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‘Dear Sir or Madam’ is outmoded at best, offensive at worst

Jessica Markham

Jessica Markham

I recently attended a thought-provoking webinar CLE conducted by the Association of Corporate Counsel. The title was Gender Inclusive Legal Writing and Communications (Why “Dear Sir or Madam Must Go”).

I feel that I am fairly mindful when it comes to gender inclusivity, but incorporating my values into my purely legal writing (motions, subpoenas, complaints, etc.) is not something I had given much thought to before. I found it very refreshing that the legal community is discussing this topic. As I’ve said in previous blogs, we are in the business of language and words matter!

First, the speakers pointed out that diversity is a “worthy but insufficient goal” and that we should be working toward inclusion, which is more meaningful. However, gendered communications are commonplace and are not inclusive. What if you’re receiving a legal correspondence and you’re neither a “sir” nor a “madam”? Further, have you ever noticed when using “his/her,” “he/she,” “Mr./Mrs.” that the man is always given primacy? Do we want these types of conventions to continue? And why are we even referencing women’s marital status in our letters? Is it really necessary to know if the female recipient of our letter is married by choosing and then using either Miss or Mrs.? These conventions are outmoded at best, offensive and patriarchal at worst.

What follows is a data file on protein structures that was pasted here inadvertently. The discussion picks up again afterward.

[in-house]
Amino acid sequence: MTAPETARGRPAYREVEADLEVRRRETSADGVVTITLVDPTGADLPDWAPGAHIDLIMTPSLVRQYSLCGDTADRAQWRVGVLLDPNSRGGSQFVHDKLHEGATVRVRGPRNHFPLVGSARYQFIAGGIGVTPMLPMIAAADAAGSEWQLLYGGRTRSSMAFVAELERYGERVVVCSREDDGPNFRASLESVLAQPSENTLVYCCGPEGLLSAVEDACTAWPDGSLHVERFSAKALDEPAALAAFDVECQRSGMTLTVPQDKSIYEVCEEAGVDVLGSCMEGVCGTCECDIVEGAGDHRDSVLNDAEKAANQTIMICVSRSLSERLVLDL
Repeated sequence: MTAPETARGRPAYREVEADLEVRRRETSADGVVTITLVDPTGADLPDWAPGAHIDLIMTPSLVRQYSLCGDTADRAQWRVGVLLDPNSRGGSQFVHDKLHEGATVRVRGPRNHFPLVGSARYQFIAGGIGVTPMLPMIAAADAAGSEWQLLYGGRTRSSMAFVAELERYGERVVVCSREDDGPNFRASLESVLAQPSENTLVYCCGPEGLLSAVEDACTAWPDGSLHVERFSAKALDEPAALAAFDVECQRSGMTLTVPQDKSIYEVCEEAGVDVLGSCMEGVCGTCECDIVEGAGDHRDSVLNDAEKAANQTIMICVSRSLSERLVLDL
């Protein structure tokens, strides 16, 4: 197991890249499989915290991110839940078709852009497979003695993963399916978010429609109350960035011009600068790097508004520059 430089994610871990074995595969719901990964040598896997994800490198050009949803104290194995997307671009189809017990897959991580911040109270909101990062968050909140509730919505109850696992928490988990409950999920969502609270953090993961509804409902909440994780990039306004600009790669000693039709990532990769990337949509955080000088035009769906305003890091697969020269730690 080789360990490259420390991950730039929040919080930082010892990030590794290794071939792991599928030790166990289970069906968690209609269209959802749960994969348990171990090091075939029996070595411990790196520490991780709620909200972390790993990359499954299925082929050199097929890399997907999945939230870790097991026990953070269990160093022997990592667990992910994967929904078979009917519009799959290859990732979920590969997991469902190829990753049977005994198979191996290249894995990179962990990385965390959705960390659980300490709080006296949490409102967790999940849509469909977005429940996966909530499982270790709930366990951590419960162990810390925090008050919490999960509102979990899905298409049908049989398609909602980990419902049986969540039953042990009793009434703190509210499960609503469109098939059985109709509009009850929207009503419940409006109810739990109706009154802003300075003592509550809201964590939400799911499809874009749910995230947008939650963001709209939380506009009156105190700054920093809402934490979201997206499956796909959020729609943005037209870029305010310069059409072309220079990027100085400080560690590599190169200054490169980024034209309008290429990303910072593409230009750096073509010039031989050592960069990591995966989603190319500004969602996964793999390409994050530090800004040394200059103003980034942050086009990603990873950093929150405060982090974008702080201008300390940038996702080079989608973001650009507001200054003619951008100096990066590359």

The instructors offered practical advice on using more inclusive alternatives to traditional gendered legal writing. They suggested the following:

  • Use “they/them” pronouns and make use of the singular “they” when referring to a person
  • Instead of using gendered pronouns, try using other descriptors, such as “Plaintiff breached (their) duty of care”
  • If you don’t know what title someone prefers, you can use any of the following:
    • To Whom It May Concern
    • Dear Clerk of Court
    • Dear Records Administrator
  • When greeting a large group, replace “Ladies and gentlemen” with words like “Welcome everyone,” “Hi everyone” or “Hi folks.”

Jessica Markham is the owner of Markham Law Firm, a family law firm in Bethesda.

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